an Iso-irradiance Chart:
A Mercury Vapour or Metal Halide Lamp
UVI Iso-irradiance Chart is a particularly useful tool for
visualising the extent of the UV coverage of a lamp. This
chart is useful as it enables predictions to be made of
the UV levels which various basking platforms, etc, will
receive in a vivarium and therefore it can be used to help
choose the right lamp for a given species in a particular
vivarium or enclosure.
map the UV gradient, it is necessary to record the output
of the lamp in a two-dimensional plane directly beneath
and to the sides of the lamp face (Fig.2). Direct readings
are taken from several hundred points in this plane, and
plotted on a chart so that a two-dimensional visualisation
of the three-dimensional “cone” of radiation emitted by
the lamp can be visualised.
to map the UV gradient
is easiest to work beneath a bright lamp, since the
light does not shine directly into your eyes. You will need
to hang the lamp a short distance from a wall (8 - 10 inches
away should prove satisfactory).
beam of UV from a hanging mercury vapour or metal halide
lamp may extend a considerable distance beneath the lamp.
If direct recordings have already been taken from below
the lamp, you will already have a clear idea of how far
below the lamp the useful beam extends. Angling the meter
towards the lamp from the side will give you a rough idea
of how wide the beam will be. Fasten a suitably large sheet
of non-reflective paper or card to the wall - you will be
plotting the full-size chart onto this. If the lamp is very
powerful (such as a lamp for zoos) the chart may be so large
that you might consider drawing straight onto the wall.
Use a water-soluble pencil in this case!
most difficult part of this enterprise is ensuring that
the UVI meter is kept in the same plane throughout the recording
session. The easiest way to do this is to tape or blue-tack
the meter to a set square or spirit level rule, which is
then held against the wall. A pointer of some sort may be
affixed to the other end of the set square or rule, such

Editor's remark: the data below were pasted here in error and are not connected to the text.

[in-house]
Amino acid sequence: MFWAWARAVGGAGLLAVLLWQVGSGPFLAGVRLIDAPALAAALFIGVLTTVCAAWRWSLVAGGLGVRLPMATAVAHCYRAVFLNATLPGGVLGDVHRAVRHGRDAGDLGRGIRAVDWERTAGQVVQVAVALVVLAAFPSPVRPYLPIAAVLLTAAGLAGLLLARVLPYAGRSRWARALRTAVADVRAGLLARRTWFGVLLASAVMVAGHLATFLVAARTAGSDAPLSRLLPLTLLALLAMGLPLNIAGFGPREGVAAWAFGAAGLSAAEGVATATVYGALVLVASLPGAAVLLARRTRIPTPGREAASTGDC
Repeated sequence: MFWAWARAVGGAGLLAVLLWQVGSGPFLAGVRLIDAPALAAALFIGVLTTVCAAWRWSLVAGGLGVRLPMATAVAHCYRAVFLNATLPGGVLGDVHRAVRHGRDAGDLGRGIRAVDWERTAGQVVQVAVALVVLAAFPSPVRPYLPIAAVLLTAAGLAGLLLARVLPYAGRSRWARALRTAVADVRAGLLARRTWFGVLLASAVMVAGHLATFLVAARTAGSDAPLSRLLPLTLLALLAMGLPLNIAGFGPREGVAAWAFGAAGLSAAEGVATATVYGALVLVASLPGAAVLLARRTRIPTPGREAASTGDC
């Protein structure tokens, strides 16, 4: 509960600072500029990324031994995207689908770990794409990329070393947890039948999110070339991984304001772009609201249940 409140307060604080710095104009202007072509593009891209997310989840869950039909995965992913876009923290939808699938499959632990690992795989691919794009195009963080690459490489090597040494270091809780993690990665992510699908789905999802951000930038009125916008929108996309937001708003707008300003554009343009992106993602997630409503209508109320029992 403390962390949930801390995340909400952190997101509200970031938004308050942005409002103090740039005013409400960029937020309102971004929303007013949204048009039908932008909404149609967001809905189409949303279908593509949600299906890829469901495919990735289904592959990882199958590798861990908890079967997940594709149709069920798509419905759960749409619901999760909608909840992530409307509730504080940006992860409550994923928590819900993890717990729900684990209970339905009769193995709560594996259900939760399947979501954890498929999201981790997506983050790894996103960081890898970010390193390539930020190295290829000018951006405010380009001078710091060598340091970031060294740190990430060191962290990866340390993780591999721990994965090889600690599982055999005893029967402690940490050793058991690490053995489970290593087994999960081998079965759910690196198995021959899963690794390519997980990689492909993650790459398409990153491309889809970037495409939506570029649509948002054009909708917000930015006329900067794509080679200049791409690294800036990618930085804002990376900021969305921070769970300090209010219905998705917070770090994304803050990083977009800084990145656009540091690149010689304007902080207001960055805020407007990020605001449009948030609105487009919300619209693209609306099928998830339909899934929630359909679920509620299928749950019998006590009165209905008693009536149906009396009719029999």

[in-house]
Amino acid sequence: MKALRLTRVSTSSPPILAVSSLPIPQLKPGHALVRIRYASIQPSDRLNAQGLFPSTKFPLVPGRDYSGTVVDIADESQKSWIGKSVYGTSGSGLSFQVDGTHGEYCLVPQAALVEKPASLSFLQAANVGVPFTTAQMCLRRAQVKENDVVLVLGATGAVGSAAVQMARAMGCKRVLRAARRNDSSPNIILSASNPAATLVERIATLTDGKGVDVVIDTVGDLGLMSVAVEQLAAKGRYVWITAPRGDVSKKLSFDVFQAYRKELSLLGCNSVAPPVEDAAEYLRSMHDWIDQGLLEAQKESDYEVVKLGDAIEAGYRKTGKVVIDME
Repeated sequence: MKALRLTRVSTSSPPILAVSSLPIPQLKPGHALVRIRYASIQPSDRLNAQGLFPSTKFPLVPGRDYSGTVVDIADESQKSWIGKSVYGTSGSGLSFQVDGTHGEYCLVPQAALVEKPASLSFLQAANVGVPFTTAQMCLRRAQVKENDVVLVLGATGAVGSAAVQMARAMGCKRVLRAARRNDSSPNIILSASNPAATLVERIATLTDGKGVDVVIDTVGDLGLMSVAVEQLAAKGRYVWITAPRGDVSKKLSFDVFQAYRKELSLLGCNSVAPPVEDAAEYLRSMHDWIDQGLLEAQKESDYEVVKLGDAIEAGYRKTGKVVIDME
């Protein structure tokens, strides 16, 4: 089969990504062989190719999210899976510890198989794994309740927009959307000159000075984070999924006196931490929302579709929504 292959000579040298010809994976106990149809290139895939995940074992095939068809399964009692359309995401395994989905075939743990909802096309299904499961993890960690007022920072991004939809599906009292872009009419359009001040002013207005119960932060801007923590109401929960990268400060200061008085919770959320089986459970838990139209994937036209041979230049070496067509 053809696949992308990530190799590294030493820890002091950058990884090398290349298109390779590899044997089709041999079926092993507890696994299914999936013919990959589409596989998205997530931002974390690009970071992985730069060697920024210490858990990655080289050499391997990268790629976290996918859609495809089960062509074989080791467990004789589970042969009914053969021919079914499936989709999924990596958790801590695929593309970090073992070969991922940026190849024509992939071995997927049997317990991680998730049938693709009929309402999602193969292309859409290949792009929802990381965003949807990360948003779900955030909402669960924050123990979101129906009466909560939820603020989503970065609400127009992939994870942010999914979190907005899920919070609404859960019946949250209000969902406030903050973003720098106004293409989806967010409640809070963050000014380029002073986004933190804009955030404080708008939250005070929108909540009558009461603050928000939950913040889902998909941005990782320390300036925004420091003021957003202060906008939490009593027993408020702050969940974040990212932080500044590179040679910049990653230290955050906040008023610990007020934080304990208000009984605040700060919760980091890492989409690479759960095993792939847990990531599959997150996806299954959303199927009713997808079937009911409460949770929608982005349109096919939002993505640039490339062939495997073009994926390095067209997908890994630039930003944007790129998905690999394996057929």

that its tip corresponds to
the relative position of the meter sensor. (see Figs. 1,
2 and 3.)
the Iso-irradiance Contours
are now going to take readings from the meter, angled so
that it is aiming directly at the lamp surface (direct readings)
whilst keeping the meter exactly the same distance from
the wall – so all your readings are in the same vertical
plane as the wall..it is then a fair cross section of the
lamp’s output. You are going to plot the UVI "contours"
- the furthest points at which given outputs (eg. UVI 0.5,
1, 2, 4, 6 and so on) are found.
detect the UVI contours, move the meter back and forth,
tipping it gently to scan for the furthest distance from
the lamp at which it is possible to record the output you
are working on. Use the rule to transfer your data to the
card on the wall, by marking each reading at the corresponding
point on the card and then "joining up the dots"
(see Figs. 1 and 2.)
1 shows a chart being plotted for a mercury vapour lamp;
the readings are being taken for the UVI 8.0 contour. Fig.
4 shows a completed chart for a metal halide lamp; the meter
is being held on the UVI 2.0 contour. If you find it difficult
to hold the meter against the wall while pressing the meter
button and simultaneously marking the points with the pencil,
you can keep the button on the meter permanently depressed
by placing a coin (or other small object) over it and wrapping
a rubber band around the meter to hold the coin down.
the iso-irradiance charts in the reports featured on this
website were constructed in this way. From this full size
chart, a scale diagram may be prepared, if required.
the chart for inclusion in a report
the chart is small enough, and drawn onto card or paper,
it may be scanned, in sections, into an image-editing program.
If it is too large, or drawn onto a wall, then the easiest
way to transfer the data to the computer is to produce an
accurate, scaled-down copy of the whole chart on a sheet
of graph paper, which can then be scanned into an image-editing
editing programs which utilise layer technology would be
suitable; I use Photoshop. I first draw out the grid, then
trace the contours - for this, the Photoshop "paths"
tools make life easier.
5 (below) shows
a typical example of the original scale drawing of an iso-irradiance
chart at completion. Fig. 6 shows the finished chart.
final result can also be converted into a useful visualisation
of the UV gradient of the lamp in question by over-laying
it onto a diagram of a vivarium.